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Donald Barclay Howard (27 January 1953 – 19 May 2008) was a Scottish amateur golfer. He was regarded as one of the finest golfers of his time and considered a folk-hero. He has had a lifetime relationship with Cochrane Castle Golf Club in Johnstone, Renfrewshire.

Barclay Howard
Personal information
Full nameDonald Barclay Howard
Born(1953-01-27)27 January 1953
Glasgow, Scotland
Died19 May 2008(2008-05-19) (aged 55)
Johnstone, Scotland
Nationality Scotland
SpouseTish, Alexandra Lawson Brennan (1972–1980)
ChildrenLinda, Lorraine, Laura Jane
Best results in major championships
Masters TournamentDNP
PGA ChampionshipDNP
U.S. OpenDNP
The Open ChampionshipT60: 1997


Howard was born in Glasgow. He was married when he was 19, the marriage to Alexandra Lawson Brennan produced two daughters - Linda (b. 1972) and Lorraine (b. 1976).

Howard first joined Clydesdale Bank and later switched to Rolls Royce, where he was made redundant in 1993. After that he became a full-time amateur golfer, that and his previous success on the golf course led him to a job in customer relations with club-maker John Letters.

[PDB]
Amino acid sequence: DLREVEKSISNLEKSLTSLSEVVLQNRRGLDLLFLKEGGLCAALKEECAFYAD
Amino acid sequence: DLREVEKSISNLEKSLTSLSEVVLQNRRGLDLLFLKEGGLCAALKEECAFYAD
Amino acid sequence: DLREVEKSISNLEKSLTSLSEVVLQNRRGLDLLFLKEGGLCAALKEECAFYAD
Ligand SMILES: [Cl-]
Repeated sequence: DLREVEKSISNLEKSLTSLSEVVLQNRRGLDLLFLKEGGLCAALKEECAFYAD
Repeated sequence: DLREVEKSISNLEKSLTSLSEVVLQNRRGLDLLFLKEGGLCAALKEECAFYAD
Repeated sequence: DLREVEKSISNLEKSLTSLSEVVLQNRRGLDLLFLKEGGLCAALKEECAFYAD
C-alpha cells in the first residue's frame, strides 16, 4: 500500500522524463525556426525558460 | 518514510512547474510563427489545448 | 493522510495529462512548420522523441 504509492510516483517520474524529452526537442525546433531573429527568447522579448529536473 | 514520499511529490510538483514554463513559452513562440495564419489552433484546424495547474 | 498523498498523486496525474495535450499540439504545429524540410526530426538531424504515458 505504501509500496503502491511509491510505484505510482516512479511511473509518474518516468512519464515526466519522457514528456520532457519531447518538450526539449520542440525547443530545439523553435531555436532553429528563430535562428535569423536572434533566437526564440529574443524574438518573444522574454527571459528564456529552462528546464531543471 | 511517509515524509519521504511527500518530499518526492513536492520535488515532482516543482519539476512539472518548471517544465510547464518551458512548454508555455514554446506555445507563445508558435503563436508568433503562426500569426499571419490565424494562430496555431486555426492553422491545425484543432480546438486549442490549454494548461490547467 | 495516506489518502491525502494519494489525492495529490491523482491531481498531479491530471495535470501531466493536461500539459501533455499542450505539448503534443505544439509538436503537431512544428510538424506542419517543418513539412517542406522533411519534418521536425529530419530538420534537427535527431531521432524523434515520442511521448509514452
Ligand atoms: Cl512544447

Howard was a self-confessed alcoholic, leading to international exclusion in 1984. After having suffered and defeated leukemia, he died of pneumonia in 2008.

Howard was a lifelong friend of Sam Torrance, who became a successful professional golfer.

Sporting careerEdit

Howard can probably be best described as a true amateur. Working a regular work week and playing golf in his spare time. He might have been a top professional. He was a leading figure in Scottish and British amateur golf. Over the years he has won more than a hundred amateur tournaments.

Howard played on the Great Britain and Ireland team in the Walker Cup twice, winning in 1995 at Royal Portcawl. He has also played on the GB&I team in the Eisenhower Trophy in 1996. He was the low amateur in the 1997 Open Championship.

In his latter years, Howard was a leading figure in the Scottish Golf Union.


Howard published an autobiography (with Jonathan Russell) in 2001 called "Out of the rough"[1] (not to be confused with Laura Baugh's book called "Out of the Rough" or John Daly's: "My life in and out of the rough") where he describes his personal battles (against alcohol) and his inner demons.

Amateur winsEdit

Team appearancesEdit



  1. ^ Out of the Rough: Booze, Birdies and a Driving Ambition, ISBN 978-1-84018-511-9, Hard cover, 192 pages, Mainstream Publishing Company

External linksEdit